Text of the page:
Transcript: Hearing Q&A with Rep. Steve Stivers (R-Ohio) & FHFA Director Edward DeMarco on government conservatorship of Fannie Mae & Freddie Mac

Edited by Jenny Jiang

Partial transcript of Q&A with Rep. Steve Stivers (R-Ohio) and Edward DeMarco, Acting Director of the Federal Housing Finance Agency, on the FHFA’s conservatorship of Fannie Mae and Freddie Mac. The House Committee on Financial Services Hearing was held on March 19, 2013:

Rep. Steve Stivers (R-Ohio):
…First of all, on building the new infrastructure…do you know what timing you have for developing a single security ’cause right now there’s changes on a monthly basis that some of the servicers are having to deal with? And is that single platform that you’re envisioning – are you trying to use that as a foundation or a building block for the reformed housing finance system going forward?

Edward DeMarco:
The answer to your second question is yes. I do think that this could serve as a building block for Congress to utilize in envisioning a future secondary mortgage market. The answer to the first question about how long. So we announced 13 months ago that it was our intention to work with Fannie and Freddie to develop this platform. So we made that clear to the Congress and to the public. In October of last year, we issued a white paper in which we described for the market the potential scope of this platform and how it would actually operate and we solicited public input on this. We’ve been considering that input in going about the next phase of the design of the platform. We expect to continue to reach out to market participants in a formal way to be able to continue to get market input. But overall, this is a multi-year project.

Rep. Steve Stivers (R-Ohio):
Thank you, and I want to thank you for that work. And I think we can potentially use that as a basis for our system moving forward.

…Once that is complete, do we really need two GSEs? I’m not going to ask you to answer that but that’s a rhetorical question.

I would like to ask you some questions with regard to the system moving forward and how it pertains to regional banks and community banks. Do you believe it’s important to maintain a competitive market in mortgage origination, secondary, and servicing markets going forward?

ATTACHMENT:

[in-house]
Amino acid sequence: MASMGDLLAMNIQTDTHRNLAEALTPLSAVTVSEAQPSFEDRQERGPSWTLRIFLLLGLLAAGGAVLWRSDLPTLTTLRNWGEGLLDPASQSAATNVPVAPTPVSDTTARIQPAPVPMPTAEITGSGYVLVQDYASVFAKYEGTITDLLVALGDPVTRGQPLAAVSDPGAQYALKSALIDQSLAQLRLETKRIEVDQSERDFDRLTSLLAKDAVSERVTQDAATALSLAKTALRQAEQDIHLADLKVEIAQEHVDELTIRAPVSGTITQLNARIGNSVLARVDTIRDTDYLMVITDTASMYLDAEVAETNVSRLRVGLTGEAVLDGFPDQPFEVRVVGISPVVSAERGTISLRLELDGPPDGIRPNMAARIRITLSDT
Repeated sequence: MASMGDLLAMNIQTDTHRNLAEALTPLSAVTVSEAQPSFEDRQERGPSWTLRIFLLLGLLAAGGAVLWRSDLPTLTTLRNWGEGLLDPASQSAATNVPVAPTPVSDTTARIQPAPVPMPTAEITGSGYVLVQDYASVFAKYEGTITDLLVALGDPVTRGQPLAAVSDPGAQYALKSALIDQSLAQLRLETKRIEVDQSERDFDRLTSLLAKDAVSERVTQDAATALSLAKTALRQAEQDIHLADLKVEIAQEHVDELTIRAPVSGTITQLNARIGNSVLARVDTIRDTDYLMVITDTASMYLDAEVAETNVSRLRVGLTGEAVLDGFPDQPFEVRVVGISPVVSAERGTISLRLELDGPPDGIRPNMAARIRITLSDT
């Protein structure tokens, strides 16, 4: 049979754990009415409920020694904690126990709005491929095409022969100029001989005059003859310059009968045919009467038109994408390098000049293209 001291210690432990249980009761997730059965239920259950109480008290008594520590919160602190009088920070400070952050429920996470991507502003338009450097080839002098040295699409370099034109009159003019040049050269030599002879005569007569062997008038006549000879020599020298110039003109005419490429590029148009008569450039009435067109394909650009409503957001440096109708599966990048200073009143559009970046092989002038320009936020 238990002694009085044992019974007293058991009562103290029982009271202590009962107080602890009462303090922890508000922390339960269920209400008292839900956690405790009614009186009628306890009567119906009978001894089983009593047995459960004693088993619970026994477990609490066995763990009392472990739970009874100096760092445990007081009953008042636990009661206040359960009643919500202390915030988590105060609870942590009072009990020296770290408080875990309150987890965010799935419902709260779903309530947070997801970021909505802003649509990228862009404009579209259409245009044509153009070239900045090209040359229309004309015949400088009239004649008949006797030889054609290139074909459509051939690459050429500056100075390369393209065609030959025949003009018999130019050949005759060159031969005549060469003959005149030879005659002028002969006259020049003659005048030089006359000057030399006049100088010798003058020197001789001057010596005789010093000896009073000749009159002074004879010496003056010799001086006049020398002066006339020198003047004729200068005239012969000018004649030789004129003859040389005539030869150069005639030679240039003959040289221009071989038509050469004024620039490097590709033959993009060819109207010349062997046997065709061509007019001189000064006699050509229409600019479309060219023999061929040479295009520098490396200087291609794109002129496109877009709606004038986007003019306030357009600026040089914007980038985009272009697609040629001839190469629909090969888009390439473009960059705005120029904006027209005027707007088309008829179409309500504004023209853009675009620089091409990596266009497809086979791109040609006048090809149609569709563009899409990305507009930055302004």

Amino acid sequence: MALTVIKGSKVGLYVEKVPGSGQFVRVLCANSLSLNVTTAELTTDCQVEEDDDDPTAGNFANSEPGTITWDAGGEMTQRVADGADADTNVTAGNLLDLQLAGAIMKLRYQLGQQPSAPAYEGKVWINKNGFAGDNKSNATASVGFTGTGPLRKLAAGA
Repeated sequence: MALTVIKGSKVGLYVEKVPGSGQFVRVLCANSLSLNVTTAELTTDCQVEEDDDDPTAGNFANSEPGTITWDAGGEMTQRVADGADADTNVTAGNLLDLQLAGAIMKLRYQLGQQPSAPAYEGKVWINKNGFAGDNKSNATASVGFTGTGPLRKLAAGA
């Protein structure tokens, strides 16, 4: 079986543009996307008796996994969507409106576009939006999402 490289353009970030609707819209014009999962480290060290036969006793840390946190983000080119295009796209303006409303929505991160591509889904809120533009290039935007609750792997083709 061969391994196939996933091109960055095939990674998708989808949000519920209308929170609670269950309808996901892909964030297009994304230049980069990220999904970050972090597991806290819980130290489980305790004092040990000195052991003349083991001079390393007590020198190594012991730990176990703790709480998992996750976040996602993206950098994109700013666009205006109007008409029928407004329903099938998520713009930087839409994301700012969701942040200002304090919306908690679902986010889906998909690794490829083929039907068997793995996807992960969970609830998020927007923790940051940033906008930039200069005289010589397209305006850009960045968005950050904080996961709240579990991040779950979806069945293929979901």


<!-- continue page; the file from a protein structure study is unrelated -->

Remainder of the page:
Edward DeMarco:
Absolutely.

Rep. Steve Stivers (R-Ohio):
Do you believe that these markets are more or less competitive than they were 5 years ago?

Edward DeMarco:
Well, interestingly, in some ways perhaps getting a bit more competitive. Some of the largest institutions have actually stepped back a little bit.

Rep. Steve Stivers (R-Ohio):
And do you believe that concentration in those markets – additional concentration in the market share of those markets would be a good thing or a bad thing going forward?

Edward DeMarco:
I’m not a big fan of concentration in our financial system and that’s why the more we can do to keep this competitive and to keep an active role for small and mid-sized players, the better.

Rep. Steve Stivers (R-Ohio):
I agree with you and I think that’s what’s led to some of the too big to fail. And so I guess I’d ask what steps do you take or what analysis do you perform in making changes to the GSEs and market rules to ensure those changes won’t disproportionately affect regional banks or community banks and otherwise lead to more consolidation or concentration of market share?

Edward DeMarco:
I think it’s critically important that we develop standards that define how the mortgage market works.
Just as one very quick thing: If you used to sell a mortgage to Fannie Mae or Freddie Mac and you’re a local bank and you’re selling one loan to Fannie Mae, you had to provide a whole bunch of proprietary coding regarding the characteristics of that mortgage. If you were to take that mortgage and say, “No, wait, I want to sell it to Freddie,” you’d have to provide all that information in an entirely different system with different data definitions and so forth. That was particularly costly for our small and mid-sized institutions. It also degraded the quality of the data that each company was getting. That’s why I think the data standards are important and will really help smaller institutions compete.

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